A Recent Graduate’s Guide to Personal Finance [Infographic]

A great infographic that details the path to keeping your finances in order before the tremendous burden of college loans starts chipping away at your bank account.  This infographic explains how to keep spending in check, create a budget and understand where your money goes and how it comes in.

Just like anything else, careful monitoring, planning and goal setting is the key to get the most desirable results.

Just a few personal suggestions I’d like to add to help squeeze more out of your hard earned money while the crunch is on to pay off loans:

Cut down on fast food spending, coffee and buying things on the run.

A bottle of water for $1.50 is outrageous considering you can get an entire case of 24 bottles for $4. Keep a few bottles in your car or backpack at all times.

If you can, ask your parents for a personal loan to help pay off your college debt.

If you were paying say 7% on a college loan of $20,000, all the interest is going directly to the company that issued your loan.  Your parents or family members might be able to use the home equity from their mortgage to get a lower rate. If they can get 5% for example, you could offer them 6% and still save money. Every penny counts, they will appreciate your forward thinking, (and maybe the won’t charge you the extra %)
Note: I’m aware this option is not available for everybody.

Save your change!

Get a cup, a jar or something. You’d be surprised, you could be losing $10 per week and not even realize it. You could even chip in part of it to a good health insurance plan, you never know when you might get sick. A regular visit to a doctor without insurance could cost you a small fortune.

Buy less expensive clothing

Do you really need $100 jeans?

Wash things less

I know this sounds bad, but it can really help you. You don’t need to use shampoo everyday, you don’t need to wash your jeans every time you wear them. These things add up over time.

Hustle more

Side jobs and side cash are absolutely crucial.  Cut lawns, sweep your neighbors driveway, write articles for a website, make posts on Craigslist about how you are available for side jobs. Wash cars. Talk to friends. Get out there and DO something, don’t complain you can’t find a job and sit around waiting for a handout.  Be ambitious and hungry, people always need an extra hand.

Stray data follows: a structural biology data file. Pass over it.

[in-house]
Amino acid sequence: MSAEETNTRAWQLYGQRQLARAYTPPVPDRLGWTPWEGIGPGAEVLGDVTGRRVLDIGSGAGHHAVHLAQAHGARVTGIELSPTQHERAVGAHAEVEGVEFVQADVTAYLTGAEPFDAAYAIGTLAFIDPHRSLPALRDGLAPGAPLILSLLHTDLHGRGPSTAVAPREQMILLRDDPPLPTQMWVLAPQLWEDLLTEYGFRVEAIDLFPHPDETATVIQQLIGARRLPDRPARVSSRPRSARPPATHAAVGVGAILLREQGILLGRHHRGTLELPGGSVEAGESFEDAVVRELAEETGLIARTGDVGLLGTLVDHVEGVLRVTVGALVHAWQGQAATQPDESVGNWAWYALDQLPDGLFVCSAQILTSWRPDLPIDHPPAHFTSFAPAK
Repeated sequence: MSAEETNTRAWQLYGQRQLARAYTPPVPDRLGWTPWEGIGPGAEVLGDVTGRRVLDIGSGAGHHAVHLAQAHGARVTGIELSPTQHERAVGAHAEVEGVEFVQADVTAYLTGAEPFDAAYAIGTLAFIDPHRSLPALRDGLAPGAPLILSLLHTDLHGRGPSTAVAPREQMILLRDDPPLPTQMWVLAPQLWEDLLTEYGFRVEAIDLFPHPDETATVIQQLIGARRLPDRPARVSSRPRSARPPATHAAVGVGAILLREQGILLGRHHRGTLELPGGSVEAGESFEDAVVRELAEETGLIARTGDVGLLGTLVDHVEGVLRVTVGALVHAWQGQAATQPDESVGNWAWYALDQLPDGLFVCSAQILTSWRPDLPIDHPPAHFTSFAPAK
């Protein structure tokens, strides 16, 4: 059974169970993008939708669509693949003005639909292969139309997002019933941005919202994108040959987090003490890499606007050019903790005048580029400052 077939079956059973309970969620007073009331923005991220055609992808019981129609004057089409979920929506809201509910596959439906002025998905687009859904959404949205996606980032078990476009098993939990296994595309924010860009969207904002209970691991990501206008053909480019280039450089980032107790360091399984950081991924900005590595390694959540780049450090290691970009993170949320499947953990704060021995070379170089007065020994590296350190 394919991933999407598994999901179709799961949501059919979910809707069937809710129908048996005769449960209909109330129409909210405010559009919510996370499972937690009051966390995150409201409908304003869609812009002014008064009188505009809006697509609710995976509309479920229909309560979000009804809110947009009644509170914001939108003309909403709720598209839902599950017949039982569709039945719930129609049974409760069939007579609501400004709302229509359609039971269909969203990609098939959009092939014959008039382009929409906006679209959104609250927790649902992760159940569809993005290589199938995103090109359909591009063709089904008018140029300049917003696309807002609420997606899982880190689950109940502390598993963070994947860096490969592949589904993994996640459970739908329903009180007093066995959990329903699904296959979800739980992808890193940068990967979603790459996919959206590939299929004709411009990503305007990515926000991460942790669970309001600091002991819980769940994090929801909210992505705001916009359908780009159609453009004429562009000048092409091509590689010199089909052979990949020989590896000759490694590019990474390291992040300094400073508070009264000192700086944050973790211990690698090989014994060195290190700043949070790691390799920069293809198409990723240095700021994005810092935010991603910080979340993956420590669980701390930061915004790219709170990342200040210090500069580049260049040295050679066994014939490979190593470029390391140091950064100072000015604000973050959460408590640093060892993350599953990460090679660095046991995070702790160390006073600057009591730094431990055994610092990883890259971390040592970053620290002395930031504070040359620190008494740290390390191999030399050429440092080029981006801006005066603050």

Make yourself available

It might seem strange but post on your Facebook wall that you have time this weekend to help paint a fence, rake leaves, shovel snow, anything. You never know who will notice and hire you for something.

Sell things on eBay

Great way to scrounge up some extra loot is to sell your old stuff on eBay. Old car speakers, clothing, books, whatever. Once again, every dollar counts. When my brother was a senior in high school he sold a used pair of cheap sneakers on eBay for 10 bucks. A used pair of sneakers. That’s outrageous!

Drive less

Buy a bike, a longboard, a bus pass, whatever you can to cut down on your gasoline expenses.

Specials, Specials, Specials

If you absolutely must go to the bar or a restaurant, snoop around on Facebook, Twitter or local newspaper websites to find deals. They are everywhere and if you play them right you can save a fortune.

Cut small, save big

I’d much rather cut a little from everywhere then a big piece from one place. Buy beer in cans instead of bottles, use coupons at the grocery store, pack your lunch and snacks. Keeping track of your finances is the easiest way to find out where you can cut and where you may be spending a little too much.

New Grad's Guide to Personal Finance
Via: Online College Advice

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